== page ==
My name is Jocelyn Bonti-Ankomah. I am a third-year pharmacy student at the University of Waterloo where I had the pleasure of completing my third co-op rotation at the National Association of Pharmacy and Regulatory Authorities (NAPRA). I had the privilege of working with the Professional and Regulatory Affairs (P&R) department.
What did my everyday workday consist of?
Every day was different for me at NAPRA. When I first started at NAPRA, my workdays consisted of meetings to familiarize myself with the other NAPRA departments, and lots of reading to understand NAPRA’s role, as well as policies/procedures and the structural organization of NAPRA. After my onboarding and training, I was able to begin working on projects. I would meet with the Pharmacy Practice Advisor and the Manager of P&R, where they would outline the projects/tasks that the department needed completed. Every day I would work on different tasks based on the deadline of the project. It was a great opportunity to enhance my time management skills, as I had to use my own judgement on when to work on each task and how much time should be allocated for each task. It was a position that allowed me to work on multiple projects at a time.
What projects did I work on?
This position exposed me to many different projects and learning opportunities. I assisted the department in preparing for upcoming National Drug Schedule (NDS) meetings. I researched background information and reviewed the submissions prior to the meetings in order to prepare notes or relevant materials that may be beneficial for the National Drug Scheduling Advisory Committee (NDSAC) during its deliberations. I also had the opportunity to observe an NDSAC meeting, which was a unique and exciting experience. I was able to assist in updating the pharmacist and pharmacy technician scope of practice charts, which summarize the scope of these two pharmacy professions in the different provinces and territories of Canada. I attended many meetings with relevant stakeholders and pharmacy regulatory authorities and was able to witness important discussions regarding the pharmacy profession. Lastly, I was able to briefly work with the Programs and Services department, where I provided feedback on the pharmacy self-assessment tool, which is a part of the Gateway program for international pharmacists.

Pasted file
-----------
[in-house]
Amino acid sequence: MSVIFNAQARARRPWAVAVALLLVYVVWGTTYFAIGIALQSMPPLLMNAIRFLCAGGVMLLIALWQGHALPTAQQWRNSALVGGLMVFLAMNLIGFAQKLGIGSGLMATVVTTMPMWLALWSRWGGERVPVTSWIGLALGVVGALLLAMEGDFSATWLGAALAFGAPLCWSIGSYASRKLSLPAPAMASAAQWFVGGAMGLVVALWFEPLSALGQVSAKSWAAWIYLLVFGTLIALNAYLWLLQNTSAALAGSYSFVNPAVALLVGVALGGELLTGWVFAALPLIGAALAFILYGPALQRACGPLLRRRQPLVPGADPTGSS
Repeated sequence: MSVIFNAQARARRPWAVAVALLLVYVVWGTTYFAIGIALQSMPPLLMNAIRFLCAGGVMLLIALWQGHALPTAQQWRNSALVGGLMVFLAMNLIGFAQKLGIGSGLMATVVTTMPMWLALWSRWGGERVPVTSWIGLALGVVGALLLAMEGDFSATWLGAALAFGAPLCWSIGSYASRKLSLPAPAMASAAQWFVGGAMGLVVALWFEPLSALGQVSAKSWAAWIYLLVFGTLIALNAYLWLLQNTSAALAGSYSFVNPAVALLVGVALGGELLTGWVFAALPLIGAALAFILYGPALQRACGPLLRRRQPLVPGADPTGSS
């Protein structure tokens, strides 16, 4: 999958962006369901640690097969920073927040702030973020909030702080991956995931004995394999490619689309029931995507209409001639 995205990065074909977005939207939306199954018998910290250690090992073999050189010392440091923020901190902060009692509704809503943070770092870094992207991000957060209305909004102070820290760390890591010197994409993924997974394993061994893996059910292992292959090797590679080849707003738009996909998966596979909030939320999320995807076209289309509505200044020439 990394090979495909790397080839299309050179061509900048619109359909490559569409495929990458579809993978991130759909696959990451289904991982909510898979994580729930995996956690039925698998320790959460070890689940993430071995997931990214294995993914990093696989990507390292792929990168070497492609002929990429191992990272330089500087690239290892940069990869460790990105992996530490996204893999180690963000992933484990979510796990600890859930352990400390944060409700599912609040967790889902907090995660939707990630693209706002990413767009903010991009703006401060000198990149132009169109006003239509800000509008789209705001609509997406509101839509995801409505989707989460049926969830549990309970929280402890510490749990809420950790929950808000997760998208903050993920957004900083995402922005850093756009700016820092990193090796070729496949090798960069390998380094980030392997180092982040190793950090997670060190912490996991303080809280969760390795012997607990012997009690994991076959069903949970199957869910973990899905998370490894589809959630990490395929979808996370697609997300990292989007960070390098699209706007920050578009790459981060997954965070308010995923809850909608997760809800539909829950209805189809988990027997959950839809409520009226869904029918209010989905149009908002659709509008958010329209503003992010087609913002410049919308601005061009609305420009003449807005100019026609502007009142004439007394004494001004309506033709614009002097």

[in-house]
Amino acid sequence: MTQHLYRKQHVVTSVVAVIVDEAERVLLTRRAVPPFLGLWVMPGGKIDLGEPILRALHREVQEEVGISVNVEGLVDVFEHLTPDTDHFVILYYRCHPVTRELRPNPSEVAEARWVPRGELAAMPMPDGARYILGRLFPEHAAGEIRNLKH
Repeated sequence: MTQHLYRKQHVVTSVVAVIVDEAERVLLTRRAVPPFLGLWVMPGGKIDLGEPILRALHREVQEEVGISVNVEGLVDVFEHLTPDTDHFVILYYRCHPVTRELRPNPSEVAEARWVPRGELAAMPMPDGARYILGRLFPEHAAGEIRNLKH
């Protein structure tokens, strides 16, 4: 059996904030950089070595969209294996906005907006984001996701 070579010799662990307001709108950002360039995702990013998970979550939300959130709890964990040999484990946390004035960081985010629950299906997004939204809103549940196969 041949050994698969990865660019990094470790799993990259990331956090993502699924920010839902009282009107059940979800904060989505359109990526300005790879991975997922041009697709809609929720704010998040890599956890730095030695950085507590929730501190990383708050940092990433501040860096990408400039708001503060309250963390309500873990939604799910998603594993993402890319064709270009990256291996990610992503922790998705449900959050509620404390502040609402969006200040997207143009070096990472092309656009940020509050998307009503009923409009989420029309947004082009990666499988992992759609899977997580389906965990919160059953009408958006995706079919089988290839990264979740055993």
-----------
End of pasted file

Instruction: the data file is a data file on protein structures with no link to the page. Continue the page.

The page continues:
What was my favourite part of the position?
My favourite part of the position was experiencing the “behind the scenes” of the pharmacy profession. Working with NAPRA exposed me to the procedures behind policy creation and implementation of standards and guidance documents. We briefly learned about the NDS in school, so it was an incredible experience to witness an NDS meeting and listen to the discussions between the NDSAC members. Working with NAPRA was a unique experience that has taught me a lot about the pharmacy profession and enhanced my written and research skills. I would highly recommend pharmacy students to complete a co-op work term or a rotation with NAPRA if given the opportunity.
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